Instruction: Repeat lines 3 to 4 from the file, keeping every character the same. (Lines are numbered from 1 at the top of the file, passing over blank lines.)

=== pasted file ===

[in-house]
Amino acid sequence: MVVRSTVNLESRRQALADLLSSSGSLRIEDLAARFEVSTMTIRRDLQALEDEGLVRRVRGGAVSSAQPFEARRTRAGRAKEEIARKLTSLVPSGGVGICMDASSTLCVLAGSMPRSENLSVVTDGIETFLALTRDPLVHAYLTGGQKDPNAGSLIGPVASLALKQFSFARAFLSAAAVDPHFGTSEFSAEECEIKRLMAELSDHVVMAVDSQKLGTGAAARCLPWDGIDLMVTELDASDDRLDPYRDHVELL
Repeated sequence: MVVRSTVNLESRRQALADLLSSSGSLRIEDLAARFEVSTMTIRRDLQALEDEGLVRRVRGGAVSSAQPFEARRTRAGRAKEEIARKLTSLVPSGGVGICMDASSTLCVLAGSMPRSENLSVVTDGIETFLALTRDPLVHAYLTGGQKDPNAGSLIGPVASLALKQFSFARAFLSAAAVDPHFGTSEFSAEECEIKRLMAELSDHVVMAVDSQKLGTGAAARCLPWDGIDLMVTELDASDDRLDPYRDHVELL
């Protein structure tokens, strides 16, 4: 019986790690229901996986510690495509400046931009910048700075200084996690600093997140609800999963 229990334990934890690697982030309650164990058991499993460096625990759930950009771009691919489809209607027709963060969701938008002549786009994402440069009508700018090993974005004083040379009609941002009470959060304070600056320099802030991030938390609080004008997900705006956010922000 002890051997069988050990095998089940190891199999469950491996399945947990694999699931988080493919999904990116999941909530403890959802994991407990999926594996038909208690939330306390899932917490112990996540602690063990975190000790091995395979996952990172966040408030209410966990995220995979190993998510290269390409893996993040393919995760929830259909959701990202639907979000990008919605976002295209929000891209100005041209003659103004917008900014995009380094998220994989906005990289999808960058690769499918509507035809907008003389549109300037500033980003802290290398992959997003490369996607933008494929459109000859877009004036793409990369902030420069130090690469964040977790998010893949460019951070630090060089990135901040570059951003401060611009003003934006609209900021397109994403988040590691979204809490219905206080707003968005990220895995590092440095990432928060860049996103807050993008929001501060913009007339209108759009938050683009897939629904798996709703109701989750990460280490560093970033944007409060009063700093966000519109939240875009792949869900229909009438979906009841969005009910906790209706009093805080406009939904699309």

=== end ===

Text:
Repeated sequence: MVVRSTVNLESRRQALADLLSSSGSLRIEDLAARFEVSTMTIRRDLQALEDEGLVRRVRGGAVSSAQPFEARRTRAGRAKEEIARKLTSLVPSGGVGICMDASSTLCVLAGSMPRSENLSVVTDGIETFLALTRDPLVHAYLTGGQKDPNAGSLIGPVASLALKQFSFARAFLSAAAVDPHFGTSEFSAEECEIKRLMAELSDHVVMAVDSQKLGTGAAARCLPWDGIDLMVTELDASDDRLDPYRDHVELL
């Protein structure tokens, strides 16, 4: 019986790690229901996986510690495509400046931009910048700075200084996690600093997140609800999963 229990334990934890690697982030309650164990058991499993460096625990759930950009771009691919489809209607027709963060969701938008002549786009994402440069009508700018090993974005004083040379009609941002009470959060304070600056320099802030991030938390609080004008997900705006956010922000 002890051997069988050990095998089940190891199999469950491996399945947990694999699931988080493919999904990116999941909530403890959802994991407990999926594996038909208690939330306390899932917490112990996540602690063990975190000790091995395979996952990172966040408030209410966990995220995979190993998510290269390409893996993040393919995760929830259909959701990202639907979000990008919605976002295209929000891209100005041209003659103004917008900014995009380094998220994989906005990289999808960058690769499918509507035809907008003389549109300037500033980003802290290398992959997003490369996607933008494929459109000859877009004036793409990369902030420069130090690469964040977790998010893949460019951070630090060089990135901040570059951003401060611009003003934006609209900021397109994403988040590691979204809490219905206080707003968005990220895995590092440095990432928060860049996103807050993008929001501060913009007339209108759009938050683009897939629904798996709703109701989750990460280490560093970033944007409060009063700093966000519109939240875009792949869900229909009438979906009841969005009910906790209706009093805080406009939904699309």